“Hopper articulates the difficulties her family experienced but also shares the stories of others she encountered along the way with Stella. Strangers in restaurants, ‘roommates’ in the neonatal unit, and friends and poets all had words that gave her strength. Hopper’s own words will appeal to others in similar straits.” —Therese Nielsen, Library Journal
“[Hopper] is a multifaceted narrator whose complex reactions to the relentless challenges of her daughter’s premature birth are raw, uncensored, unapologetic, and unladylike…Ready for Air [is] a story that bucks the traditional narrative while offering women a model of what it means to be a mother and be wholly, incorrigibly yourself.” —Literary Mama
“I had a hard time putting this book down.” —NPR, Wisconsin Public Radio, Judith Siers-Poisson
“Ready for Air looks unflinchingly at the psychological realities of learning to be a parent when other people are in a charge of a baby that can’t come home.” —MinnPost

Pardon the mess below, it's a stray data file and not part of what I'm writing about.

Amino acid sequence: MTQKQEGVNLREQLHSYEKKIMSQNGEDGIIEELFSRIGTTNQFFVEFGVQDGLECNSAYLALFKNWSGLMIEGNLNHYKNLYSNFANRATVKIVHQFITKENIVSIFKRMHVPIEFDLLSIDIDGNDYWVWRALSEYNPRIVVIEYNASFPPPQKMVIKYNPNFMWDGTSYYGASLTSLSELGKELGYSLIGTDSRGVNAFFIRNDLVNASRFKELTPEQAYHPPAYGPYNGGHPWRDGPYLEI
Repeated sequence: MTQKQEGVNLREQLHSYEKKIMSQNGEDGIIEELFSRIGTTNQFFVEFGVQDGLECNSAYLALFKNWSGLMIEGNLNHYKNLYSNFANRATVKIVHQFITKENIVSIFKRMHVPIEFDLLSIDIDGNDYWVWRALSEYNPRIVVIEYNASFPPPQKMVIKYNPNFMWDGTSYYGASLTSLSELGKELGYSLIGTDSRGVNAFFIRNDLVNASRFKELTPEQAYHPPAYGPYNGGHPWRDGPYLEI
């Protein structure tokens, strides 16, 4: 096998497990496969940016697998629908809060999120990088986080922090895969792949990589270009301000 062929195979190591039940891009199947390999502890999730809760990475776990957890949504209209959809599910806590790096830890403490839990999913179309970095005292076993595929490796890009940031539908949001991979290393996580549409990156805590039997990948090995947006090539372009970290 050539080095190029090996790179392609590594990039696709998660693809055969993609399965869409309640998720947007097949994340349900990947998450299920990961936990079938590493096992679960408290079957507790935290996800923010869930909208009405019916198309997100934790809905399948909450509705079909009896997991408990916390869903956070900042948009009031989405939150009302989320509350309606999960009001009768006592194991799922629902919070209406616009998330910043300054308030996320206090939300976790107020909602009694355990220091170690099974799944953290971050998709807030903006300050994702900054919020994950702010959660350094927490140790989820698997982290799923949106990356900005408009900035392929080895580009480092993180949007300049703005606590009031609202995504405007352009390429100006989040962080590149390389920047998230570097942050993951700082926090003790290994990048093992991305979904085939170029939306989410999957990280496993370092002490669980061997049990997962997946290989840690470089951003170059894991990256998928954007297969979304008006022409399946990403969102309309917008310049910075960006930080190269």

“This [is a] beautiful, brave book. [Hopper’s] story is sure to be a crucial one for parents of premature babies, but it’s also a book for anyone who has ever had her life go a bit askew. As Kate writes in her memoir, ‘I followed the rules, I did what I was told, and it didn’t matter.’ Parenting, after all, ends up being about learning how little you can control things.” —Mutha Magazine
“Ready for Air is an urgent memoir that plumbs the depths of the narrator’s interior as she grapples with the premature birth of her daughter and with her own identity as mother. It is a book of truths that pulls back the curtain on a rarely talked about experience—preeclampsia and premature birth—and strikes a universal truth about what it means to be female in today’s world.” —Writing Women’s Lives, Marilyn Bousquin
“Ready for Air is a breathtakingly honest account of the first months of motherhood with a premature newborn. There is no writer I’d rather follow this journey with than Kate Hopper. Her storytelling skills are stunning. You will be rooting for her and her new family all the way.” —Hope Edelman, Motherless Daughters